A variety of sources—CNN journalist Peter Bergen, Pakistani ISI Brigadier Mohammad Yousaf, and CIA operatives involved in the Afghan program, such as Vincent Cannistraro—deny that the CIA or other American officials had contact with the foreign mujahideen or Bin Laden, let alone armed, trained, coached or indoctrinated them.

This runs counter to the account of Milton Bearden, the CIA Field Officer for Afghanistan from 1985 to 1989, who distinctly recalls the unease he used to feel when meeting the Jihadi fighters: "The only times that I ran into any real trouble in Afghanistan was when I ran into 'these guys' – You know there'd be kind of a 'moment' or two that would look a little bit like the bar scene in Star Wars, ya know. Each group kinda jockeying around and finally somebody has to diffuse [sic Wikipedia.png] the situation."[147]

But Bergen and others argue that there was no need to recruit foreigners unfamiliar with the local language, customs or lay of the land since there were a quarter of a million local Afghans willing to fight;[148] that foreign mujahideen themselves had no need for American funds since they received several hundred million dollars a year from non-American, Muslim sources; that Americans could not have trained mujahideen because Pakistani officials would not allow more than a handful of them to operate in Pakistan and none in Afghanistan; and that the Afghan Arabs were almost invariably militant Islamists reflexively hostile to Westerners whether or not the Westerners were helping the Muslim Afghans.

According to Peter Bergen, known for conducting the first television interview with Osama bin Laden in 1997, the idea that "the CIA funded bin Laden or trained bin Laden ...[is] a folk myth. There's no evidence of this. ... Bin Laden had his own money, he was anti-American and he was operating secretly and independently. ... The real story here is the CIA didn't really have a clue about who this guy was until 1996 when they set up a unit to really start tracking him."[149] But as Bergen himself admitted, in one "strange incident" the CIA did appear to give visa help to mujahideen-recruiter Omar Abdel-Rahman.[150]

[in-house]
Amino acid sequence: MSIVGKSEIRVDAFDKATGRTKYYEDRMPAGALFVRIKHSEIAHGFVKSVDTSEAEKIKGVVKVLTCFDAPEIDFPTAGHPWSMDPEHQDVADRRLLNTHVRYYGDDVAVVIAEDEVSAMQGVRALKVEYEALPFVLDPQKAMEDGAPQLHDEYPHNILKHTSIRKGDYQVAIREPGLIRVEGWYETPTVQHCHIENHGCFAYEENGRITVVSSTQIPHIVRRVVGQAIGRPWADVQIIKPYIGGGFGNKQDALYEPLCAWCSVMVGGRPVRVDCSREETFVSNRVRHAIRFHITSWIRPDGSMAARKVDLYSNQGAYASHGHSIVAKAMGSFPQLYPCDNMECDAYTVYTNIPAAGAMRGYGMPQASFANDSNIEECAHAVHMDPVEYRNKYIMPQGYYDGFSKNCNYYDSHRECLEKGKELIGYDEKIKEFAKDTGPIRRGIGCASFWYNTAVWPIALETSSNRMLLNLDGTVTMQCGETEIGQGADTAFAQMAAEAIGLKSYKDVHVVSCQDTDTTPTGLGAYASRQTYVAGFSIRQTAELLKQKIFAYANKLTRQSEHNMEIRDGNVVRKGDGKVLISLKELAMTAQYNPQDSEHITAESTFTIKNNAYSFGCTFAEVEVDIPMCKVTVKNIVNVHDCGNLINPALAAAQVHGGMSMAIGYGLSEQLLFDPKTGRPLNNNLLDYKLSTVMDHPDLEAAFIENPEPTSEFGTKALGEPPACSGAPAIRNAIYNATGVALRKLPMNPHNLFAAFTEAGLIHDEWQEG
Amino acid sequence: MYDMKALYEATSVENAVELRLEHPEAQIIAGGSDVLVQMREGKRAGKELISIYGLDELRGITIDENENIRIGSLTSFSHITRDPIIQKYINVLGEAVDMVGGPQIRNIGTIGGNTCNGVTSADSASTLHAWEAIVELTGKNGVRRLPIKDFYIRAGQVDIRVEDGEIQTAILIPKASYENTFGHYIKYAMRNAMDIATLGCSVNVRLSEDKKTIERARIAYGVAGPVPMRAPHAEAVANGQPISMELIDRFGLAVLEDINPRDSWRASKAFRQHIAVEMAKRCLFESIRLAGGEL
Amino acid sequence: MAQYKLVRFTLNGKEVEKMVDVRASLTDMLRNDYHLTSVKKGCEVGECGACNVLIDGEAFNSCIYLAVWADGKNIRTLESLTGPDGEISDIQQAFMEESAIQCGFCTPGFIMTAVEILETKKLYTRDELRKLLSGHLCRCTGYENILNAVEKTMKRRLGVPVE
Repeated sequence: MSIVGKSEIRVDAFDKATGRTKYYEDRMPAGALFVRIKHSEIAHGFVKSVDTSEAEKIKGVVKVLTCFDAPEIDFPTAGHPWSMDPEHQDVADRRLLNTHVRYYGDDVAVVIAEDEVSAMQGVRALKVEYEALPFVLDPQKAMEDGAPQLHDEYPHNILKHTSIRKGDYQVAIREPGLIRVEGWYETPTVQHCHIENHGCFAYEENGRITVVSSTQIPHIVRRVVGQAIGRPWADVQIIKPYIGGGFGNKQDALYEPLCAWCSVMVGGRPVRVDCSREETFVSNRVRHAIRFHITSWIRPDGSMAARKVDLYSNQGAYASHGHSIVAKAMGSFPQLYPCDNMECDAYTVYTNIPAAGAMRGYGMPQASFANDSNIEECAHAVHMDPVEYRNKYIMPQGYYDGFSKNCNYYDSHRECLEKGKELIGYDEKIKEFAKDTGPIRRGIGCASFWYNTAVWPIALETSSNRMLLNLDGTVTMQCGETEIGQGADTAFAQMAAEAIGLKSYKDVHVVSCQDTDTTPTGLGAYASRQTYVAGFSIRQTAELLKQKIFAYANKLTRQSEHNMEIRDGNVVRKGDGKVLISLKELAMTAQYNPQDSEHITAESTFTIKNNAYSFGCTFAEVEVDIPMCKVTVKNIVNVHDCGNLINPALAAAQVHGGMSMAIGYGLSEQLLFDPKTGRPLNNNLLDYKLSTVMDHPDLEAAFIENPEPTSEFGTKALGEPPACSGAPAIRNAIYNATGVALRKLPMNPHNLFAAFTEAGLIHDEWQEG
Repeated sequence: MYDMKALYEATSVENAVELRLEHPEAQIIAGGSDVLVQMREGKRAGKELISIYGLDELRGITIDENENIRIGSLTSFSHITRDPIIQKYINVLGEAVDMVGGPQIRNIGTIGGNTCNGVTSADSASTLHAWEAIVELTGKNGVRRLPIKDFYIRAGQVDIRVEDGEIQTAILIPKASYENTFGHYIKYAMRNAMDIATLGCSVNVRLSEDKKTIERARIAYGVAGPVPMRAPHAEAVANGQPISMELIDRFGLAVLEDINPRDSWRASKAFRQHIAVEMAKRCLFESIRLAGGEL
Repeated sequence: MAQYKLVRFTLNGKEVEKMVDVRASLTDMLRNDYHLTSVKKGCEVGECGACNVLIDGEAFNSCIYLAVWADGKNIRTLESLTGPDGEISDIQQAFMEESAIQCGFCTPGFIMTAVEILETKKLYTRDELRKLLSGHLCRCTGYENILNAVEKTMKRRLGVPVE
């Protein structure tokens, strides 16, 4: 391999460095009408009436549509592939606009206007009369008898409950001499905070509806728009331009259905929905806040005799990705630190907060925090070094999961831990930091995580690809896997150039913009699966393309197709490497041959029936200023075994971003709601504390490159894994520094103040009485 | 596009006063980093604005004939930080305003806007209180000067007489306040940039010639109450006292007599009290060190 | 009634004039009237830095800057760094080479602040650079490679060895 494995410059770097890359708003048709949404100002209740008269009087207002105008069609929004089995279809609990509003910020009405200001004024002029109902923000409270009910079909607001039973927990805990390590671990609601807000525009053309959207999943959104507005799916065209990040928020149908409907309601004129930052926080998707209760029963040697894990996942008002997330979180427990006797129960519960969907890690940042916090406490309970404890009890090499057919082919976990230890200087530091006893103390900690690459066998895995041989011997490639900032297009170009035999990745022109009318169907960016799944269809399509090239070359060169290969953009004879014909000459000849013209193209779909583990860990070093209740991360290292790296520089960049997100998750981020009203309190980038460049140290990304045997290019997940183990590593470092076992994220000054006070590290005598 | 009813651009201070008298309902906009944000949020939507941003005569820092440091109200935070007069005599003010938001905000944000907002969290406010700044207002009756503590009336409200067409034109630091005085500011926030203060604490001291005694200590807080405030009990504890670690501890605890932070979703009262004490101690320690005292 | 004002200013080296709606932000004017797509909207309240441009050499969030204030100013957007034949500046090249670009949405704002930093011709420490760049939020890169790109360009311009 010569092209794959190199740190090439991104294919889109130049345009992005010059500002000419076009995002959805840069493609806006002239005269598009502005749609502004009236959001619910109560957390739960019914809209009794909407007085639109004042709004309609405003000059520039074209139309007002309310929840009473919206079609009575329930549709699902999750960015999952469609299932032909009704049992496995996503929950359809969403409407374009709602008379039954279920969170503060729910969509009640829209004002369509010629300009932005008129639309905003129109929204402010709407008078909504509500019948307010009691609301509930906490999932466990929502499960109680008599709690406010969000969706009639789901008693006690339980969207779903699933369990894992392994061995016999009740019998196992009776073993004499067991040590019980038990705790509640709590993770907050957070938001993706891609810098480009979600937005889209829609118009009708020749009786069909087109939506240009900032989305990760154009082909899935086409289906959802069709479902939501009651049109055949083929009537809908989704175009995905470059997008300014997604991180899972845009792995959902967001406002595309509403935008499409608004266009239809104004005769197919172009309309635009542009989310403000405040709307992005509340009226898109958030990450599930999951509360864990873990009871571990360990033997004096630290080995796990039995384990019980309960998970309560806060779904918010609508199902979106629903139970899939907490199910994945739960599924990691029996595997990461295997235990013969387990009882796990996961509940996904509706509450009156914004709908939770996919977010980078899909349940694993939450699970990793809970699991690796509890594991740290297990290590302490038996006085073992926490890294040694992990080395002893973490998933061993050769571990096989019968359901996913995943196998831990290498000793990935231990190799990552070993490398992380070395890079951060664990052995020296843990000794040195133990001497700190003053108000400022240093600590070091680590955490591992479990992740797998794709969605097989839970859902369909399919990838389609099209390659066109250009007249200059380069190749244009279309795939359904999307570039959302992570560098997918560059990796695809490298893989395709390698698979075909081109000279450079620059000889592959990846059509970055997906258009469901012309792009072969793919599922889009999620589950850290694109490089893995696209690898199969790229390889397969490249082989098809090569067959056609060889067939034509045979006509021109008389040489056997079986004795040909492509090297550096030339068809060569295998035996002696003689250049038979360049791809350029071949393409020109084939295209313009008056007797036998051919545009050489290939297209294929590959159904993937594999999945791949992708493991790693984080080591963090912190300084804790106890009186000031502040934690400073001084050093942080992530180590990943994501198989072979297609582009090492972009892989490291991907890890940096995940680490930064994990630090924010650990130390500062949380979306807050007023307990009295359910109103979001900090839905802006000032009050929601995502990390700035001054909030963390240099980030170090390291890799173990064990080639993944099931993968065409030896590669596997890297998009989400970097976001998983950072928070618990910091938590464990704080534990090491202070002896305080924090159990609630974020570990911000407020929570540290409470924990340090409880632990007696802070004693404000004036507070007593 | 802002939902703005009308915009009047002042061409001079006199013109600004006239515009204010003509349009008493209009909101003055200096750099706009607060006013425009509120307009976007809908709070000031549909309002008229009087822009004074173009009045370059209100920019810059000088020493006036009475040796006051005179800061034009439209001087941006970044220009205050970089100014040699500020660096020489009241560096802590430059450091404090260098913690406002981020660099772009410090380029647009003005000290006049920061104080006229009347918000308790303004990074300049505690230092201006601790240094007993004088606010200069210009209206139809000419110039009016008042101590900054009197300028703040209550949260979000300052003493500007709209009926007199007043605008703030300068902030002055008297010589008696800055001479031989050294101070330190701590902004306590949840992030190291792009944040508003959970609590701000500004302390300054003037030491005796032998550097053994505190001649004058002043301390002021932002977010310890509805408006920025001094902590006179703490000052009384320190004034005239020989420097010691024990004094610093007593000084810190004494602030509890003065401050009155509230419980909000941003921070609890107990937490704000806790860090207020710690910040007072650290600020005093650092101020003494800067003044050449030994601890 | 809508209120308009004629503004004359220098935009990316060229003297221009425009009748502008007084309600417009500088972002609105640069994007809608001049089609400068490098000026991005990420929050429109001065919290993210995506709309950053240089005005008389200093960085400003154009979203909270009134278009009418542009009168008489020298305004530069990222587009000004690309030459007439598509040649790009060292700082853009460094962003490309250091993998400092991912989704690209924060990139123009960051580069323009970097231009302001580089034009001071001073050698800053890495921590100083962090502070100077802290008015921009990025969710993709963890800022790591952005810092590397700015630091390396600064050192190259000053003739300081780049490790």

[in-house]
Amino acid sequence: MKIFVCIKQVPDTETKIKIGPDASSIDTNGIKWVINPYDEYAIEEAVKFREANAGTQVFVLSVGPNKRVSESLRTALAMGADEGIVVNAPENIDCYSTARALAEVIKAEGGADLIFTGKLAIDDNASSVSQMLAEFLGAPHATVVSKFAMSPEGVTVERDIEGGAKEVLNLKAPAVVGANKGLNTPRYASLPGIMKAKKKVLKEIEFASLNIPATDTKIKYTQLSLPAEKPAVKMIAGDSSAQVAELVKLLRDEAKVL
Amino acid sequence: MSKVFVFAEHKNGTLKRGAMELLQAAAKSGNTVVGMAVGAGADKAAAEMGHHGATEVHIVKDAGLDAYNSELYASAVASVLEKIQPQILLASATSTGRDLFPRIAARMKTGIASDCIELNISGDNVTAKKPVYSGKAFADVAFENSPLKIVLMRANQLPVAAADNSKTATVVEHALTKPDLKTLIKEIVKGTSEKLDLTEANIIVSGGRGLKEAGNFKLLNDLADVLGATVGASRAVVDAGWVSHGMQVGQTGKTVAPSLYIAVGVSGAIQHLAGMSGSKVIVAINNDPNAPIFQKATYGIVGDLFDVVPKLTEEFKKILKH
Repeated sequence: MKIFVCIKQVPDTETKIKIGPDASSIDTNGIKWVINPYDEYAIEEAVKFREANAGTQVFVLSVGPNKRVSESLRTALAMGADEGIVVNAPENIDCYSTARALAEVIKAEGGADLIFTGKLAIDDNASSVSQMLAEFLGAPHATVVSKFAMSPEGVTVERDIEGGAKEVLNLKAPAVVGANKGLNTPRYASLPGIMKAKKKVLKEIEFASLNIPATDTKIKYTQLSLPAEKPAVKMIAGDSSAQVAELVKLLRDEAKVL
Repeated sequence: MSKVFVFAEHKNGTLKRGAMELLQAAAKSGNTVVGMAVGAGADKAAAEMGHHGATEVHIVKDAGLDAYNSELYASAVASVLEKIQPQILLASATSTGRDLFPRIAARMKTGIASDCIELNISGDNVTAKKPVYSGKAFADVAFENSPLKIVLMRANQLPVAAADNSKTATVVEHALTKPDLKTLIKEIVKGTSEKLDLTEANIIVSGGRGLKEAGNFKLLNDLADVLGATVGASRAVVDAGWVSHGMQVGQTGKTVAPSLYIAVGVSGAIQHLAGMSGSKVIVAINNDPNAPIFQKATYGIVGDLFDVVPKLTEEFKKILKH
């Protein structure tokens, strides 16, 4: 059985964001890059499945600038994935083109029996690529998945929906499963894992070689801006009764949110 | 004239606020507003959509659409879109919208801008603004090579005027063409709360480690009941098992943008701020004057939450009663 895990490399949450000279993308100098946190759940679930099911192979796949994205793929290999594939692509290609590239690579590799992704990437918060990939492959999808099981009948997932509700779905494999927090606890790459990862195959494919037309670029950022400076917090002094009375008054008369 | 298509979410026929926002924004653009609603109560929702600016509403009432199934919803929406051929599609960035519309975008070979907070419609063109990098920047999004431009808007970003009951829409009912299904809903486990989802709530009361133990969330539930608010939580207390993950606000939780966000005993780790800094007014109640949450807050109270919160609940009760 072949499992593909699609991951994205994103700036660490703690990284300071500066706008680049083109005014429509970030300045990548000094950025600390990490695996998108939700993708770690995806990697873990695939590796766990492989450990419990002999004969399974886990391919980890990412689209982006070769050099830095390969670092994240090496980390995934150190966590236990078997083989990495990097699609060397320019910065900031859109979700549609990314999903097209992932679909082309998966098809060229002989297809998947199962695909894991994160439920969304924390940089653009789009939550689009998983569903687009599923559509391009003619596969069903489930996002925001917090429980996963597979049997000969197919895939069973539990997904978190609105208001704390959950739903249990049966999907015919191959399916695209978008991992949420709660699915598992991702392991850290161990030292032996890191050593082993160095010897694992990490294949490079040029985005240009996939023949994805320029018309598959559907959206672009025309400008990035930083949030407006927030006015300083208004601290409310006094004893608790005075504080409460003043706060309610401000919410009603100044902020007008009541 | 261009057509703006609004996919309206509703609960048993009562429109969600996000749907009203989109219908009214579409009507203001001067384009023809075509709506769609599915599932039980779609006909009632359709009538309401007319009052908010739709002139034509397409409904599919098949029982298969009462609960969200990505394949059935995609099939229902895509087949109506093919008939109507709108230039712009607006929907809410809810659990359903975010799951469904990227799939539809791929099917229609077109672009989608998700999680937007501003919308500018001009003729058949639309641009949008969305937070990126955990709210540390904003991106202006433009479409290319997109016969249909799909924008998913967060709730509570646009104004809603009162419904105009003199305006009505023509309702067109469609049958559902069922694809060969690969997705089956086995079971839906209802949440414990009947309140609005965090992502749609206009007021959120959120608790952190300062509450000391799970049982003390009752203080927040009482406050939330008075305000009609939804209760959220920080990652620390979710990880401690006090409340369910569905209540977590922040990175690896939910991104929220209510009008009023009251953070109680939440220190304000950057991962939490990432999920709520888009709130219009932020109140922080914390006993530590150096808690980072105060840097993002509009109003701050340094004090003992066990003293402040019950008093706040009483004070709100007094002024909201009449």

According to a number of sources there has been a "wave of revulsion" against Al Qaeda and its affiliates by "religious scholars, former fighters and militants" alarmed by Al Qaeda's takfir Wikipedia.png and killing of Muslims in Muslim countries, especially Iraq.[151]

Noman Benotman, a former Afghan Arab and militant of the Libyan Islamic Fighting Group, went public with an open letter of criticism to Ayman al-Zawahiri in November 2007 after persuading imprisoned senior leadership of his former group to enter into peace negotiations with the Libyan regime. While Ayman al-Zawahiri announced the affiliation of the group with Al Qaeda in November 2007, the Libyan government released 90 members of the group from prison several months later after "they were said to have renounced violence."[152]

In 2007, around the sixth anniversary of September 11 and a couple of months before Rationalizing Jihad first appeared in the newspapers,[153] the Saudi sheikh Salman al-Ouda delivered a personal rebuke to bin Laden. Al-Ouda, a religious scholar and one of the fathers of the Sahwa, the fundamentalist awakening movement that swept through Saudi Arabia in the 1980s, is a widely respected critic of jihadism.[citation needed] Al-Ouda addressed Al Qaeda's leader on television asking him

My brother Osama, how much blood has been spilt? How many innocent people, children, elderly, and women have been killed ... in the name of Al Qaeda? Will you be happy to meet God Almighty carrying the burden of these hundreds of thousands or millions [of victims] on your back?[154]

According to Pew polls, support for Al Qaeda has been dropping around the Muslim world in the years leading to 2008.[155] The numbers supporting suicide bombings in Indonesia, Lebanon, and Bangladesh, for instance, have dropped by half or more in the last five years. In Saudi Arabia, only 10 percent now have a favorable view of Al Qaeda, according to a December poll by Terror Free Tomorrow, a Washington-based think tank.[156]

In 2007, the imprisoned Sayyed Imam Al-Sharif, an influential Afghan Arab, "ideological godfather of Al Qaeda", and former supporter of takfir, sensationally withdrew his support from al Qaeda with a book Wathiqat Tarshid Al-'Aml Al-Jihadi fi Misr w'Al-'Alam (Rationalizing Jihad in Egypt and the World).

Although once associated with al-Qaeda, in September 2009 LIFG completed a new "code" for jihad, a 417-page religious document entitled "Corrective Studies". Given its credibility and the fact that several other prominent Jihadists in the Middle East have turned against al Qaeda, the LIFG's about face may be an important step toward staunching al Qaeda's recruitment.[157]

See also[]

  • 9/11 Commission
  • Adam Yahiye Gadahn – (Arabic: آدم يحيى غدن‎; born
    September 1, 1978) is an American-born member of
    the al-Qaeda organization
  • Al Qaeda Network Exord
  • Alternative theories of Al-Qaeda
  • Special Activities Division
  • Bosnian Mujahideen
  • Ladenese epistle

  • List of designated terrorist organisations
  • Muttahida Majlis-e-Amal
  • Operation Cannonball
  • Psychological operations
  • Religious terrorism
  • Steven Emerson